If displays can be made relatively non-intrusive (i.e. flat sheets) so that they blend into a room and therefore have a high WAF, I don't see any reason why larger displays shouldn't become common place in the market. I never had one person over to my place when I had my 136" 2.35:1 screen that said, "that's too big" - it was always "wow that is so cool!" (men and women alike). If the average person could have something around 100" in a common living space that didn't make itself known until it was on, with reasonable power consumption and heat output, and acceptable PQ (which I don't think would be too hard given people's proclivity for cheap flat screen TVs), I see people being quite accepting.

However I don't see a giant 100" screen hanging on the wall with an obvious bezel becoming "mainstream" at any price point.
post #12 of 94
Most of the people who chime in at threads like this arguing against large sizes are either plants of the industry that had rather make tons of money on smaller sizes OR people who are size challenged themselves.
post #13 of 94
I don't understand the "TV dominating the room" talk. A flat panel IS high tech furniture and should be a visual focal point. When you enter my front door you see the 42 inch on the dining room wall AND the 65 inch on the living room wall. Walk a little farther and you see the 106" Pj screen...a little farther and two large analog screens plus dual 24" lcd screens. Enter the bedroom and see a 50 inch on the wall. Enter another bedroom and see four different analog tubes lined up.


And I haven't even mentioned the numerous 15-17" digital frames hanging from various walls.

Electronics make for a modern, stylish home!

Yes I am married and yes my wife is terrific
post #14 of 94
Thread Starter 
Quote:


I don't understand the "TV dominating the room" talk.

I don't understand that either. Don't most people have a room where watching TV, movies, playing console games etc, is the main activity that happens in that room?

Maybe I am wrong and many families continue to gather in front of the fire place, talking and playing board games (which would be really nice), but somehow I doubt that this is the case for most people.

And if watching TV is indeed the main activity in a room (some people call this room "TV room") then why shouldn't the TV dominate in such a room?

I don't see many people having a problem with a huge fridge in their kitchens, so why not a huge TV in their TV room?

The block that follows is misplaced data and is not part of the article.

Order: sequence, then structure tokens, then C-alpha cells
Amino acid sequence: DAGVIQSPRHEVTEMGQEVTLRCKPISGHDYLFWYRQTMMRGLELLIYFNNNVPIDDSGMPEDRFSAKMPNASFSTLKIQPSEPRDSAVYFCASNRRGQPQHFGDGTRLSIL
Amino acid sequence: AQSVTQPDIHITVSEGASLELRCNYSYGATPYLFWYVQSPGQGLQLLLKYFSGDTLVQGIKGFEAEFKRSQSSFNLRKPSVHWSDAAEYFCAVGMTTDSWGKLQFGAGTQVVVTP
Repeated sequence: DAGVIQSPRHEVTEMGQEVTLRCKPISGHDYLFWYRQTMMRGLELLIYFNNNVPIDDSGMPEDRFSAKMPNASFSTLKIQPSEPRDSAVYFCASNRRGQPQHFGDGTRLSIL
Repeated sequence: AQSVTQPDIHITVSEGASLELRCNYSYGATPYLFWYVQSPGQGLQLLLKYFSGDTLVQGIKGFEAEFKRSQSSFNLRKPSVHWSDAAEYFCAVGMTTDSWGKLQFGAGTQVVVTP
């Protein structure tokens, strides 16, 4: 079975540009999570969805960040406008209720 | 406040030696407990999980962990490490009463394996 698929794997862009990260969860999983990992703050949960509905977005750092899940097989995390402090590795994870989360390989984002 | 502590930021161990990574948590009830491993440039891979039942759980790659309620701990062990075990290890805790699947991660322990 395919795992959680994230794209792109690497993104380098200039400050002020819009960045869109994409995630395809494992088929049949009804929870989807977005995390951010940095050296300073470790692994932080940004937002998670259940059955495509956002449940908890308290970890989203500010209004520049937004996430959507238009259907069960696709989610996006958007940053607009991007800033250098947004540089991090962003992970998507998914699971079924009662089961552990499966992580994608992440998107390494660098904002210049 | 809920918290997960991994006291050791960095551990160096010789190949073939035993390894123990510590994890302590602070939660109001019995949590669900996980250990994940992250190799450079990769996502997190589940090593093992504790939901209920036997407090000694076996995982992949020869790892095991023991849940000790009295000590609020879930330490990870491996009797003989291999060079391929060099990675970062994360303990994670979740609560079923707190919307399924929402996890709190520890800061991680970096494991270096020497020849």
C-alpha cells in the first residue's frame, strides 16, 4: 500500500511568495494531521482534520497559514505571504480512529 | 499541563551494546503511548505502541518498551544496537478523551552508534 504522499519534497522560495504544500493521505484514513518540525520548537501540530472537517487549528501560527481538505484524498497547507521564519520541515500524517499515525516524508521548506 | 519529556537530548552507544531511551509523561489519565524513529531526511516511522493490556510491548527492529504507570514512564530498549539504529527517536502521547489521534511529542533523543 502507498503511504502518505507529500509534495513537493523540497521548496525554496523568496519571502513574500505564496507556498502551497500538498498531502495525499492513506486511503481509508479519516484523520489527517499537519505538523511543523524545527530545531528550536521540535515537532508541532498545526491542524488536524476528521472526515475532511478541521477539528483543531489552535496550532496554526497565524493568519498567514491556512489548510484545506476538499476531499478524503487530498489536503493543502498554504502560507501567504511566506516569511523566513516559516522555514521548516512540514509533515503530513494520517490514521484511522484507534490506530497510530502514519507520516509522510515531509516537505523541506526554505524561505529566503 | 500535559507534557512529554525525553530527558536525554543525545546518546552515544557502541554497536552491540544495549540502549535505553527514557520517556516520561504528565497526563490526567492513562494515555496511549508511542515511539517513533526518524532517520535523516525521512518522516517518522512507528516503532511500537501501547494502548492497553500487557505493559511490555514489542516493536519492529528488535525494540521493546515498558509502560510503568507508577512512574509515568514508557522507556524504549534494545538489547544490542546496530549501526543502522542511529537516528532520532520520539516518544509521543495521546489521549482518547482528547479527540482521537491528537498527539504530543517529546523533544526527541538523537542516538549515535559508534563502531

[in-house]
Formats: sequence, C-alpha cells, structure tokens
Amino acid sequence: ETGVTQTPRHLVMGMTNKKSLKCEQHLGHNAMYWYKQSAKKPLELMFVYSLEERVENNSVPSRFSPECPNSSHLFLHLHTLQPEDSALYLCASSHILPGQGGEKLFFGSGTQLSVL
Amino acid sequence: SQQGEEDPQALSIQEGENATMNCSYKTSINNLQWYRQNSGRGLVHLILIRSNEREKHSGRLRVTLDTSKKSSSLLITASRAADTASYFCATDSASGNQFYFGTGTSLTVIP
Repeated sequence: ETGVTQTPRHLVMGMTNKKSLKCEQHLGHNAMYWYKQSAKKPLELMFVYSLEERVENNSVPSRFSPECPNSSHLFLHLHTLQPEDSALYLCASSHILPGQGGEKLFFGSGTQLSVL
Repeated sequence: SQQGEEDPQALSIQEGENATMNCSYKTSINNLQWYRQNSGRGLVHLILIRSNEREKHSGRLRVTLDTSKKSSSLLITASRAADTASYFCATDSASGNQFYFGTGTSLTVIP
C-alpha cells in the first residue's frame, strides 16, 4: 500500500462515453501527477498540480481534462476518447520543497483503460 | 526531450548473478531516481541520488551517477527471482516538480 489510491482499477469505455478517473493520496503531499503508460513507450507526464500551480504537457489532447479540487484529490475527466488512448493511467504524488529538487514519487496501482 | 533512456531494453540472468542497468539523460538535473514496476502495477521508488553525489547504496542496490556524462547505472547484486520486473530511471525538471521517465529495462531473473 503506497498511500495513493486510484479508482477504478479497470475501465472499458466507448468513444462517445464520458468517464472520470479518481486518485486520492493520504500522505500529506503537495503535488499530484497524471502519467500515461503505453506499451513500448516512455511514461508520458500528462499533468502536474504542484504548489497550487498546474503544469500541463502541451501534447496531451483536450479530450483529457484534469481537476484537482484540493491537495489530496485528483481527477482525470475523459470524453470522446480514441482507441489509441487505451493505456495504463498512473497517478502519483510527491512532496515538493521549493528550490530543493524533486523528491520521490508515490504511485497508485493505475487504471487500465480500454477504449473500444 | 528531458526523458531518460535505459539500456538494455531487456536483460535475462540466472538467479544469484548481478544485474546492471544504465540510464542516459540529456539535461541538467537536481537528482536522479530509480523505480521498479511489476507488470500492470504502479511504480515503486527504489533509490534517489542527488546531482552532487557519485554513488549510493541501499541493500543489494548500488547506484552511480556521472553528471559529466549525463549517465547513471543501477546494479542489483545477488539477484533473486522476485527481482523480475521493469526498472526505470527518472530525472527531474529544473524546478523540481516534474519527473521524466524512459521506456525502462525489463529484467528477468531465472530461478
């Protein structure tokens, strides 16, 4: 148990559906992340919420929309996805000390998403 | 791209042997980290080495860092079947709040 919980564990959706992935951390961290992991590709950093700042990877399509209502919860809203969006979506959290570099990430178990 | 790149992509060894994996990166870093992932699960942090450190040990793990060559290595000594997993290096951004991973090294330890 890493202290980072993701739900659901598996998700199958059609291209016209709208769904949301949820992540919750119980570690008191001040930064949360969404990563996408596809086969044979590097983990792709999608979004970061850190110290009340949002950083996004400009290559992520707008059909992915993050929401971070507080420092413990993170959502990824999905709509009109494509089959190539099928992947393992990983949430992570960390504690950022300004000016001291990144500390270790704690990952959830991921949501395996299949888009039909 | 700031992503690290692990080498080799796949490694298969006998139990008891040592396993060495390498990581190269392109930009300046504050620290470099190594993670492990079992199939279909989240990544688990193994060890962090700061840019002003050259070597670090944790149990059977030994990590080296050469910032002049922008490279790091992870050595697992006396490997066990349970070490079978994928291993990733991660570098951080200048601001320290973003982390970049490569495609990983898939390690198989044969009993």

post #15 of 94
Quote:
Originally Posted by Star56 View Post

I don't understand the "TV dominating the room" talk. A flat panel IS high tech furniture and should be a visual focal point. ...Electronics make for a modern, stylish home!...

I think this reflects your personal taste rather than mass preferences, and you have a perfect right to it. I'm a geek and like the look of many modern display devices too. But we're talking about the world market here (not just North America) and most people don't read Audio-visual forums and evidently don't share our tastes as reflected in sales statistics.
post #16 of 94
I think we are talking about the decor shown in the professionally decorated rooms that are shown in the type of magazines that women buy at the supermarket. These magazines can and do show you "media rooms" with all of the electronics and video screens concealed by built-in furniture, usually painted whatever is the wall color.

The typical black/charcoal/silver/etc of A/V equipment is simply not too attractive in the typical white-walled apartment. Decorators like to bring bright colors into such spaces. In my case, my Home Theater room has drapery on one wall that conceals the pull-down screen above a double-wide window. The subwoofer is concealed by a sofa. The A/V equipment is inside a pine cabinet behind solid roors.

With the furniture arranged in the seldom-used conversation grouping around the fireplace, the room looks like a magazine picture. With the screen pulled down and the sofa, love seat, and chairs arranged in arcs, it is a functioning Home Theater.

But to my wife, that is the "Living Room", not a theater. Men have different priorities.
post #17 of 94
Gary is pretty much right. The notion that somehow something technological is going to make gigantic screens on the wall garner mass acceptance they currently lack is pretty silly.

Intelligent people can have a discussion about how the mainstream TV size has grown over time but those intelligent people would also have to note that the average flat panel is still not as large as the average protection TV was when projection was selling 4 million units/year in the U.S.